The student news site of Eastern Illinois University in Charleston, Illinois.

The Daily Eastern News

The student news site of Eastern Illinois University in Charleston, Illinois.

The Daily Eastern News

The student news site of Eastern Illinois University in Charleston, Illinois.

The Daily Eastern News

New steam plant needed

It has been referred to as a “ticking time bomb” and Gary Reed, director of facilities and planning, said replacing the current steam plant is mission critical. Whether that happens, only time will tell.

Reed, along with Jeff Cooley, vice president for business affairs, and Jill Nilsen, vice president for external affairs, just returned from Washington D.C., where they lobbied congressmen on this very issue.

“Our hope is to identify state, federal, local dollars and package that together towards a new steam plant,” Nilsen said.

Although the current plant does meet Environmental Protection Agency standards, the problem is associated with the plant’s scrubbers, which allow the plant to remove pollutants from smoke or gas caused by high sulfur levels.

The scrubbers have been broken for three years, leaving Eastern to import more expensive low-sulfur coal from Indiana just to control air emissions. The estimated $13.7 million that Cooley said it would take to repair the 1928 plant outweighs the cost of constructing a new plant.

Parts of the boiler plant are more than 80 years old, and Reed said replacements to the old parts just aren’t available.

“We are keeping the plant running day-to-day at this point,” Reed said. “It is a complex mechanical system that is mission critical to campus operations. Knowing its condition and age is not comforting.”

In regards to how much longer the current plant will be able to operate sufficiently, Reed said he cannot determine that with any confidence since the plant has outlived its expected life already.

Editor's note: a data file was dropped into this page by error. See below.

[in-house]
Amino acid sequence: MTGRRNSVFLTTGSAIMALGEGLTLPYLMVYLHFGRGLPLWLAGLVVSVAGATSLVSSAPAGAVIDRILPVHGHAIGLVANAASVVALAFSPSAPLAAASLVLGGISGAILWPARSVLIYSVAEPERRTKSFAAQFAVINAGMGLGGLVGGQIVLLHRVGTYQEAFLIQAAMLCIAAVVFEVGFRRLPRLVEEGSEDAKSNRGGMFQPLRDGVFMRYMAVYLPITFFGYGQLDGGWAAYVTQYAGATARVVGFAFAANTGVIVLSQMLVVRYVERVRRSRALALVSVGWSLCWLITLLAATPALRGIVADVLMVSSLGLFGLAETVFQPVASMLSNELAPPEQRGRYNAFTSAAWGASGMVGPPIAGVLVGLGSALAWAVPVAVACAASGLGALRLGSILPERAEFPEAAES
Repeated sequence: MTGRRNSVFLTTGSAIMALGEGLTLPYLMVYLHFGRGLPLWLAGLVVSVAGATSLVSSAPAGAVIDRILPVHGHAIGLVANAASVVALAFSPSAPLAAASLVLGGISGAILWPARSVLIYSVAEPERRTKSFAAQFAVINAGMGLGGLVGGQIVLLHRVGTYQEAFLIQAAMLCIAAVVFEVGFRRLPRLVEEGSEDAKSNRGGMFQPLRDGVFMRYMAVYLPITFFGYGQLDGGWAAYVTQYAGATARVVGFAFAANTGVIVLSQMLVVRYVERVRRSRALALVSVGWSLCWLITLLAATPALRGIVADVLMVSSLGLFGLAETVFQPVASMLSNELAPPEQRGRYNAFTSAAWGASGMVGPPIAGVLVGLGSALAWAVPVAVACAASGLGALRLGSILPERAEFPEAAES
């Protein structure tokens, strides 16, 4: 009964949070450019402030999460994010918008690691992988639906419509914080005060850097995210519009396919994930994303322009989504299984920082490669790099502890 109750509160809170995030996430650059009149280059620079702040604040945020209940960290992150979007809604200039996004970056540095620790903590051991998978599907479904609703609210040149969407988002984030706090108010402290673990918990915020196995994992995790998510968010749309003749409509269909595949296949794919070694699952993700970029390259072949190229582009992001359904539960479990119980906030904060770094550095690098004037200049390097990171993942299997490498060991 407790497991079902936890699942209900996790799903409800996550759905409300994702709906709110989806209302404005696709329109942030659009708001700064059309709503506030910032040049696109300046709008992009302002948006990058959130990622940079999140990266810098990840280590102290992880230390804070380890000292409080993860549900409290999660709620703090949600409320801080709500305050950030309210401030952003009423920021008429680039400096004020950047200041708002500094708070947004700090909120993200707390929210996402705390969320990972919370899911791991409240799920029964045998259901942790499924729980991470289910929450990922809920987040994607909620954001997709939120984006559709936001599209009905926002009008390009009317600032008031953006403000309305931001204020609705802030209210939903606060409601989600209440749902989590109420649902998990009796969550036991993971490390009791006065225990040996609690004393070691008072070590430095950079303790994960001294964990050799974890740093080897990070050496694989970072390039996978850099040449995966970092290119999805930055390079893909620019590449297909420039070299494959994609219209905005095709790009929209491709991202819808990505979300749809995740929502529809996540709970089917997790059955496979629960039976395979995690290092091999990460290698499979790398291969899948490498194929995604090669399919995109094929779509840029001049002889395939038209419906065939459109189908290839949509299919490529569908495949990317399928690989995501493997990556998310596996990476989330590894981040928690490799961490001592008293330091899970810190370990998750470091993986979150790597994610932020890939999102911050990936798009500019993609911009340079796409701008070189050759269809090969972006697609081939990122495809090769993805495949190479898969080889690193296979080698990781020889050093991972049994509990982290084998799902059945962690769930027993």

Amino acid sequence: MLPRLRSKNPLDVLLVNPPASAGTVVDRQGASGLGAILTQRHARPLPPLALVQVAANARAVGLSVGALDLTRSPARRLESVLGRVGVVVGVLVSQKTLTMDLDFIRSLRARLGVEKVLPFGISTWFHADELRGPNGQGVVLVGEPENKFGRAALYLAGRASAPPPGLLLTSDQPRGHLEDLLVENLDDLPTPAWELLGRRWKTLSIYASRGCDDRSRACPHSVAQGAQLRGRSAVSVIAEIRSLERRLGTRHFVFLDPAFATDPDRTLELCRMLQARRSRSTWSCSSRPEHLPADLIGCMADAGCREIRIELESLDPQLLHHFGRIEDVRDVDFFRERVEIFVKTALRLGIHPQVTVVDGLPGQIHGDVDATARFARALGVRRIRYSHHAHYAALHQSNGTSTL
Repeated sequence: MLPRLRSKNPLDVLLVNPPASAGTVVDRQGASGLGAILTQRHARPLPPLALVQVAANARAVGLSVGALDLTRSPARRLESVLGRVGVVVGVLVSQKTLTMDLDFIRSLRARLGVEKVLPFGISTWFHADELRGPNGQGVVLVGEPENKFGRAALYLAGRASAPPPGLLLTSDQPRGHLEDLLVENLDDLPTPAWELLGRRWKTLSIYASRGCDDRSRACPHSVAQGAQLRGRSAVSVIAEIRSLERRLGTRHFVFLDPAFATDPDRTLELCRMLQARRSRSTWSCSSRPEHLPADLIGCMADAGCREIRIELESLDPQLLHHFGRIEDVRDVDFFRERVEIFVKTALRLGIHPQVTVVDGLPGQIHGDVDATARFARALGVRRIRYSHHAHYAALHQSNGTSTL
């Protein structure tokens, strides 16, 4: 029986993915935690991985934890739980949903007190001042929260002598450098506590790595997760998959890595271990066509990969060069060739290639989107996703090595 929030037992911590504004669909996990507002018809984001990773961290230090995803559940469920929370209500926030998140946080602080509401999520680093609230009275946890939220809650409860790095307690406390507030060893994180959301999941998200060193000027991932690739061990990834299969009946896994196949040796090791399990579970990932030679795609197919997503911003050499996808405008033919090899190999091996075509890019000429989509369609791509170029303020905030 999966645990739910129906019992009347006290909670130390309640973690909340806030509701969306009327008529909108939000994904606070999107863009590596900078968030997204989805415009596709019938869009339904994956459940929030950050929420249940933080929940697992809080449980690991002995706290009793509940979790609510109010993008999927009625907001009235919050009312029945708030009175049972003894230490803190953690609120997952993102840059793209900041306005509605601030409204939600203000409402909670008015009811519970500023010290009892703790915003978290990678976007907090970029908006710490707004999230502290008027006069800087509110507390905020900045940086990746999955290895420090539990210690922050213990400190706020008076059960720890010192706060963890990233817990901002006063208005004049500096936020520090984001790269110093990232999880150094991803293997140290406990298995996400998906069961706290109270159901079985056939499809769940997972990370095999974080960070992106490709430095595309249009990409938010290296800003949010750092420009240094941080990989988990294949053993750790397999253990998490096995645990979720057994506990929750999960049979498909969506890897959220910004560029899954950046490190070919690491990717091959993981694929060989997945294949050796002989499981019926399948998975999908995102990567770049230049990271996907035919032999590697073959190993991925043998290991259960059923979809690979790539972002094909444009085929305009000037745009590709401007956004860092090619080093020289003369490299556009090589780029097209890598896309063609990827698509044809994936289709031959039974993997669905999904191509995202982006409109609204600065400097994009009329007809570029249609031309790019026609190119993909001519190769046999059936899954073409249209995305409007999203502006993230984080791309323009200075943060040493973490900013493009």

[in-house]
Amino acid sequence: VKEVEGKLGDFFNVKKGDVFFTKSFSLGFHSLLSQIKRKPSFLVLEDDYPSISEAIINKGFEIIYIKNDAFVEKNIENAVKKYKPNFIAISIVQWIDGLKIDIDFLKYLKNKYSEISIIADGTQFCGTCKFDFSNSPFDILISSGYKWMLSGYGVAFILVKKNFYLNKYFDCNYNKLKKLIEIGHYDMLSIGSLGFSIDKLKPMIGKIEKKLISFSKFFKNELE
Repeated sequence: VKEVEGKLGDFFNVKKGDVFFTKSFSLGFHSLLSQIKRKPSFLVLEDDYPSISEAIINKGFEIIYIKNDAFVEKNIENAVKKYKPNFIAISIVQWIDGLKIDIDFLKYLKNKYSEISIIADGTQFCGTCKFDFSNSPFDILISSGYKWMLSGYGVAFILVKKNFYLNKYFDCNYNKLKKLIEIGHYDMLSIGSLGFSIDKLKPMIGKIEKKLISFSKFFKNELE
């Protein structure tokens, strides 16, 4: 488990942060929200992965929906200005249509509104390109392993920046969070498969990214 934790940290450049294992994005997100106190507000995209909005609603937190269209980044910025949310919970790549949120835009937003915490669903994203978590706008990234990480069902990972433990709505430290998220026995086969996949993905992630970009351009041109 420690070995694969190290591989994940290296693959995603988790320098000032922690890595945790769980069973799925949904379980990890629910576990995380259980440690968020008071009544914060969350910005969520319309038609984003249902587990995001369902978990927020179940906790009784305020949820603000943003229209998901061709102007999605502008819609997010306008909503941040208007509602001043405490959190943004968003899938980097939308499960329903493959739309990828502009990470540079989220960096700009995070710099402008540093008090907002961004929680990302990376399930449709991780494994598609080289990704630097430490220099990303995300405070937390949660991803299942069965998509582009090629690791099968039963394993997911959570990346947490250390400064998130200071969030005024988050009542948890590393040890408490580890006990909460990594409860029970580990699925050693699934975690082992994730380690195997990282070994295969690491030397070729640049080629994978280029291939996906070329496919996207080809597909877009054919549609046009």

The new plant proposed in Washington would be a coal-operated power plant, would be located behind Greek Court, would provide a cleaner environment and a more stable heating and cooling system, and would be one of new design concepts, allowing Eastern to return to cheaper, plentiful Illinois coal. It would also produce electricity in addition to steam.

While the Illinois Coal Board said it would match 30 percent of the costs, Reed said they have been requesting funding on the steam plant for four years now, but to no avail.

Among the congressmen the three worked with was State Rep. Tim Johnson and according to Johnson’s press secretary, Phil Bloomer, the proposal was something that Johnson advocated enthusiastically.

“We’ve been talking to the administration (at Eastern) for some time; can’t promise anything. It’s definitely on the congressman’s radar,” Bloomer said.

But an official in Johnson’s office said that every year 11 different appropriations bills are submitted and even if it gets past committee, it still has to be compromised within the senate once the bill process is done around July. So it could be a year before Eastern finds out if it get the funding or not.

Yet, due to EPA regulations the plant would have to meet, Cooley said it could be three or four years before the plant could be completed.

“Today EPA requirements are much more stringent,” Cooley said. “When we go and talk to congressmen, we talk to them about the jobs that will be created, about cleaning up the environment, about how good it will be for the economy and for the university.”

If that funding is secured, Reed said the next process is selecting a designer and starting the permitting process. Following that, bid documents will be prepared and the project competitively bid.

After construction, operations can still not take place until start-up and systems commissioning occur, which basically make sure everything is operating well with the new design.

If the existing plant should fail, the only other alternative Reed has is to burn extremely expensive natural gas. Until that happens, all Reed and the university can do is wait and maintain the current plant.

New steam plant needed

New steam plant needed

Kevin Kenealy/Daily Eastern News Charles Plumber inserts the “gun” into an open pipe at the steam power plant that’s used to burn oil. Plumber, who has been working at the plant for 20 years, said he still doesn’t know everything about it.


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